Open Access News

News from the open access movement

Wednesday, August 29, 2007

The PISD Coalition

The Partnership for Integrity in Scientific Dis-semination is PISD.  From the FAQ:

Peer reviewing doesn't cost journals anything—scientists usually referee papers for free. Isn't that a little unfair?

It is indeed a source of consternation to many in the publishing industry that current publishing conventions provide scientists with the opportunity to referee papers at no cost. Consider all the benefits reviewers accrue: (a) they get to read potentially important manuscripts several months or years before they're officially published and become popular; (b) they're afforded an easy opportunity to silence or scoop competitors by stalling their publications; (c) they might learn something, and you know how scientists are always saying you can't put a price on knowledge! Given all these benefits, it's pretty clear that peer reviewers are taking advantage of publishers' goodwill in a way that publishers never intended. Fortunately, the current outdated model will soon give way to a new, auction-based model currently under development at one of the larger publishing companies....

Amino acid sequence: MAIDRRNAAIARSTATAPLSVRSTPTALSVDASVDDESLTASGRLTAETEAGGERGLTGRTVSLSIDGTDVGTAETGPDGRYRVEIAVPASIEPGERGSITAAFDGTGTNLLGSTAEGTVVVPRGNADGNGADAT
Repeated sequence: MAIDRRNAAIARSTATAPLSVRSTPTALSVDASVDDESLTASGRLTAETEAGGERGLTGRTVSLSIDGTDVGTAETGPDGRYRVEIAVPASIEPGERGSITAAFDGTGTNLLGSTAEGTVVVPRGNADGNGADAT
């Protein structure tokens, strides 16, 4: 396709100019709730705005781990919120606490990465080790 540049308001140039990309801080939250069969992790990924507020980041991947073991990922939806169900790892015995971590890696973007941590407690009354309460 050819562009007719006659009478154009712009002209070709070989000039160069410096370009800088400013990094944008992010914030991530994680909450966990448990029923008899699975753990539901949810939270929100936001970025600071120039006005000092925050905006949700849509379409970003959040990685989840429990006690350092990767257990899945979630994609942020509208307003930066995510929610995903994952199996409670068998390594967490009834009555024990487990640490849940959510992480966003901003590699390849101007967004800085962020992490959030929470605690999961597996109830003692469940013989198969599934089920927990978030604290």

But why are the subscription fees charged by journals so high? Couldn't publishers get by while charging much lower rates and possibly encouraging wider readership?

We don't believe it's a publisher's place to make the value judgment that dissemination of scientific information is a greater social good than the increase in capital associated with charging higher subscription rates. That judgment should be made by politicians, ethicists, economists, and other valuable members of society. If you would like to know more, we suggest you consult review articles on the theory of utility or the laws of supply and demand. If your institution doesn’t provide access to such articles, we'll be happy to sell them to you at a reasonable price....